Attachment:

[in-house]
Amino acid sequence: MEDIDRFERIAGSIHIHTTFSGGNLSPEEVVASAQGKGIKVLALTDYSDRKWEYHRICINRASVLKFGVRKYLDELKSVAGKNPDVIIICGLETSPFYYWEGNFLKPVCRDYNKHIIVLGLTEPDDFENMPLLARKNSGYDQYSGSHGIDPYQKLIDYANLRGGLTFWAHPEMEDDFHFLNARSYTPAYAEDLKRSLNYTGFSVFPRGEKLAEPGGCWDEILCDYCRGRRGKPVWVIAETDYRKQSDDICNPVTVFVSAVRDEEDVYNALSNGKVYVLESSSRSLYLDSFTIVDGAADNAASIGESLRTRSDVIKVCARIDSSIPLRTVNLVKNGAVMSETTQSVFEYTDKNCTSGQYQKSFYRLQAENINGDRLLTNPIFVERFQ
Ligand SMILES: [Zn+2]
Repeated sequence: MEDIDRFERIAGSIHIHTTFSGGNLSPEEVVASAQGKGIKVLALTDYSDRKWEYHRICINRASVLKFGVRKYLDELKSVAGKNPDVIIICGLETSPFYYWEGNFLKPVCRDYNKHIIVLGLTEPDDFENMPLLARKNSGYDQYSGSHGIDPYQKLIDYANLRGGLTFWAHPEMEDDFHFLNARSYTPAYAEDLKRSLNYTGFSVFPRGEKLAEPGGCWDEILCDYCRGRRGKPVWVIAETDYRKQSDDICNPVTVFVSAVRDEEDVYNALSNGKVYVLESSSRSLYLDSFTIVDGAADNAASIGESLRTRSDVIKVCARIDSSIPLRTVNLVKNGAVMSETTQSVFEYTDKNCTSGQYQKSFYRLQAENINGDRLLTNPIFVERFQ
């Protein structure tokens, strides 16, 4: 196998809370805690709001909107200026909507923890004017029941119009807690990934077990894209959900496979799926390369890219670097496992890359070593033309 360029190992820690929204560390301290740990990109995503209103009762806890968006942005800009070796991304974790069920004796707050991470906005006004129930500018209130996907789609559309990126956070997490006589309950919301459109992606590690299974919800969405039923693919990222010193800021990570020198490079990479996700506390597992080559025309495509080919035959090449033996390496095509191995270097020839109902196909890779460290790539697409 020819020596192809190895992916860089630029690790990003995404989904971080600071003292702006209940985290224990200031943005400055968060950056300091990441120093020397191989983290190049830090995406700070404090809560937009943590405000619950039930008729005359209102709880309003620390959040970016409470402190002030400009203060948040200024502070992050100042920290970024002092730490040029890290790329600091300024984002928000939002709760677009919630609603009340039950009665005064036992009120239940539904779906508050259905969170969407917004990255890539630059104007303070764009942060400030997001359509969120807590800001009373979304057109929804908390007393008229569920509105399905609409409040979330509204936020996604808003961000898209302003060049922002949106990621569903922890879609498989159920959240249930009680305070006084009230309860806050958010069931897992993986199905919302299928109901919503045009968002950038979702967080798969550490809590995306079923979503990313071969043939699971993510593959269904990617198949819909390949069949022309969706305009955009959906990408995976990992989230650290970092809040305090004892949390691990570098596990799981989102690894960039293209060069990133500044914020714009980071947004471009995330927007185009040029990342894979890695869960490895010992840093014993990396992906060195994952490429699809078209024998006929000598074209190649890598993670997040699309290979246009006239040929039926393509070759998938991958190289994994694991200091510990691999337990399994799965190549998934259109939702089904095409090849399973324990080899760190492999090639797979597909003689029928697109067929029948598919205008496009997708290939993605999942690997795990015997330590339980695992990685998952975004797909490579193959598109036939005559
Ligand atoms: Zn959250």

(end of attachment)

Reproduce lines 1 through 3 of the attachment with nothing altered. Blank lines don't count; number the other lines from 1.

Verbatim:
[in-house]
Amino acid sequence: MEDIDRFERIAGSIHIHTTFSGGNLSPEEVVASAQGKGIKVLALTDYSDRKWEYHRICINRASVLKFGVRKYLDELKSVAGKNPDVIIICGLETSPFYYWEGNFLKPVCRDYNKHIIVLGLTEPDDFENMPLLARKNSGYDQYSGSHGIDPYQKLIDYANLRGGLTFWAHPEMEDDFHFLNARSYTPAYAEDLKRSLNYTGFSVFPRGEKLAEPGGCWDEILCDYCRGRRGKPVWVIAETDYRKQSDDICNPVTVFVSAVRDEEDVYNALSNGKVYVLESSSRSLYLDSFTIVDGAADNAASIGESLRTRSDVIKVCARIDSSIPLRTVNLVKNGAVMSETTQSVFEYTDKNCTSGQYQKSFYRLQAENINGDRLLTNPIFVERFQ
Ligand SMILES: [Zn+2]